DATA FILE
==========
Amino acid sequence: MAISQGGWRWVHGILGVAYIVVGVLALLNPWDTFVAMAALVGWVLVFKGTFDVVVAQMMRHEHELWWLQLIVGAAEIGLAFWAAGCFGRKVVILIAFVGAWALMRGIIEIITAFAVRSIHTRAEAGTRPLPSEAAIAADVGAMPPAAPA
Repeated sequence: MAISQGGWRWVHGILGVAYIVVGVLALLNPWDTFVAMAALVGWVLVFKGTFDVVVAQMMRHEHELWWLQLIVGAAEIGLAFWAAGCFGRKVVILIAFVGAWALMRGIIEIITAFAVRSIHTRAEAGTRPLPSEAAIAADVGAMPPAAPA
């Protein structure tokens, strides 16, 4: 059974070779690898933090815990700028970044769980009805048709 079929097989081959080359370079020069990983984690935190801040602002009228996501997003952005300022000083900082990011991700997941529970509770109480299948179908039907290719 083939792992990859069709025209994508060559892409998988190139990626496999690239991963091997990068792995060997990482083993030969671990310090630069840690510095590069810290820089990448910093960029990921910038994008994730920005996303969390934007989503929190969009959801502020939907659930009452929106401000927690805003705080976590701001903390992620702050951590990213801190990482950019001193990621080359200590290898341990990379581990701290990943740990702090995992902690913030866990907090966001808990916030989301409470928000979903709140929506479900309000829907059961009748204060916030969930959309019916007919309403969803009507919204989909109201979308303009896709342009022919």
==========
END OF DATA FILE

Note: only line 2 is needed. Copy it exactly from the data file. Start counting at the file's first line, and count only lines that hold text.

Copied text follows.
Repeated sequence: MAISQGGWRWVHGILGVAYIVVGVLALLNPWDTFVAMAALVGWVLVFKGTFDVVVAQMMRHEHELWWLQLIVGAAEIGLAFWAAGCFGRKVVILIAFVGAWALMRGIIEIITAFAVRSIHTRAEAGTRPLPSEAAIAADVGAMPPAAPA